Throwback Thursday: Interweave Knits Spring 2007
Ten years ago, the Interweave Knits Spring issue premiered a new magazine design. The brand logo was tweaked, and the way we present the projects in our pages got a makeover. The magazine hasn’t deviated much from the “new” layout that was unveiled in 2007.
What has changed is how we present ourselves to you on the web. Within the editor’s letter of this 2007 issue is an announcement regarding the Knitting Daily website roll-out. Characterized as an “online community that shares your passion for knitting,” Knitting Daily carried our branding from printed page to blog post, and offered tips and techniques, blogs, patterns and more.
Today, all of our craft communities fall under the online umbrella of Interweave.com. Our presentation is more streamlined, and both our social media and web presence have grown in order to bring you more of what you love. Your passion is ours, and our mission is ongoing: to inspire and educate crafters of all levels.
But let’s get down to the brass tax of this Throwback Thursday post: what were we knitting in 2007?
The lines of this look are classic, coupled with a stitch variety that shows a lot of style. Two different lace patterns—one organic and curving, the other tailored and rib-like—embellish Norah Gaughan’s deep V-neck tunic. A bamboo/rayon yarn adds drape and sheen. Stitch it up in a color that will allow the contrast of the bottom layer to pop. Charcoal gray? Black? Which color would you choose?
Rosy Tucker used bobble-studded cables and a bobble trim to dress up this simple capelet. This pattern distinguishes itself as a special occasion piece. We are deep into wedding season, and this is just the accessory to bring your guest ensemble to the next level. If you want to go sleeveless, but hang into the evening in an air-conditioned ballroom – or outdoors on a slightly chilly summer evening – how can you go wrong with this unique capelet?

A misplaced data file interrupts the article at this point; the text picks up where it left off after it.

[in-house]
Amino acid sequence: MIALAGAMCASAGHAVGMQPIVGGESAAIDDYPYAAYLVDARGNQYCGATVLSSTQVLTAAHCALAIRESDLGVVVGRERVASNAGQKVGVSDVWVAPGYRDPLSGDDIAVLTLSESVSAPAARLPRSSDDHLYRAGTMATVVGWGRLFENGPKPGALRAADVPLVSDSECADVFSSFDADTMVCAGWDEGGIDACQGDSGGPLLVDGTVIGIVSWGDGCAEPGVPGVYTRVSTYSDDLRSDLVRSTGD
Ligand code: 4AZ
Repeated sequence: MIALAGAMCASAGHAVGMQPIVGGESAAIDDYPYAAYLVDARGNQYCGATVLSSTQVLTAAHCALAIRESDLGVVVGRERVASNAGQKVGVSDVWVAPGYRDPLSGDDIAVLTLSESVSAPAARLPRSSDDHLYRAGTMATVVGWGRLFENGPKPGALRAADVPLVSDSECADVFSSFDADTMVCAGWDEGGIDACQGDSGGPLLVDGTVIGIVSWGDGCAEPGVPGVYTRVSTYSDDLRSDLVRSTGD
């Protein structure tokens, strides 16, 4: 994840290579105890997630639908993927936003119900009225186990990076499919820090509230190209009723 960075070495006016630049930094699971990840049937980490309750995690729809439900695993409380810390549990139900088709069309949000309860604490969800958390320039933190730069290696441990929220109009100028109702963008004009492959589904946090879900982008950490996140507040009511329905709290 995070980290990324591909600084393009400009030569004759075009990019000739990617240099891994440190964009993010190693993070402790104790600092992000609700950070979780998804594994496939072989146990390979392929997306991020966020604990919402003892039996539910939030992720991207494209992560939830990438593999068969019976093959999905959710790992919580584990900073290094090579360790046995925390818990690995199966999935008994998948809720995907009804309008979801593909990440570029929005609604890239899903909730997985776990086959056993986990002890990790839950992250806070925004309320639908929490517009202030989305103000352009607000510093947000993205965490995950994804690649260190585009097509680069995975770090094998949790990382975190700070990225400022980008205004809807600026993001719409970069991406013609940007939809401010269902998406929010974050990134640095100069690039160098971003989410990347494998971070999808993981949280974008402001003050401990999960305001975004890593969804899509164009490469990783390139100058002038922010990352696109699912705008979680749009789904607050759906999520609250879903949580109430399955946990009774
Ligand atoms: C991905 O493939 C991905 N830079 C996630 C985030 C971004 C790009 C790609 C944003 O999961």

Eyelet Rib Bandeau
I think this Katy Ryan designed project jumped out at me due to summer’s propensity toward Renaissance Festivals. Interweave’s home state of Colorado has its own medieval throw-down going, and the accessories are fabulous. I see this bandeau and think that there should be a bit of a flowy look layered beneath it. Think of it as a “soft corset,” and see where your fashion imagination will take you.
An eyelet-stitch pattern, edged with a picot hem at top and bottom, makes a pretty bandeau. It’s worked in one piece and shaped slightly by changing needle sizes at the waist. Gathers made by decreases fall just above the bust on each front.
Tea Rose Halter Top
A lace pattern worked on large needles make this piece both airy and versatile for layering. Wenlan Chia, designer of the fashion line Twinkle, uses handknits in every collection. For this breezy top, designed to be worn over anything from a silk tank to a sporty tee, she used wide lace panels separated by a ribbed waistband. We dare you to take it into winter with a long sleeved layer beneath.
For her apron top, Carrie Bostick Hoge uses two colors of a soft cotton ribbon—one variegated and one subtly shaded. Garter-stitch borders keep the edges from rolling in. This apron top is worked in one piece from the lower hem to the top of the bib with garter stitch edges and ties.
So here’s the thing: I don’t knit. My motivation to try has a lot to do with my first project – a pattern that has remained unselected. I have waffled back forth, thinking, “it has to be the right, non-intimidating project.” And here it is.
Angela’s Apron has appeal all over the place for a beginner like me. It is supposed to work up fast, and I am hoping that my slow novice hands won’t feel too hurried or anxious. I’ve already roped in editor Hannah Baker to assist me with yarn selection. It appears this unique knitted accessory will come to life sometime within the next few weeks.
The fun, fresh vibe of Interweave Knits Spring 2007 still resonates – and there is far more to dig into beyond these five distinctive projects. To explore every pattern featured here and more, order up your own copy of this back issue of Interweave Knits. And check out the freshest issue – a summer celebration of Shakespeare.
Offering motivation for makers to “stay the course” with Knits, knitscene, Love of Knitting, knit.wear and Wool Studio, Interweave wants you to keep crafting with passion and enthusiasm. Start here, and see how far your skills will take you.
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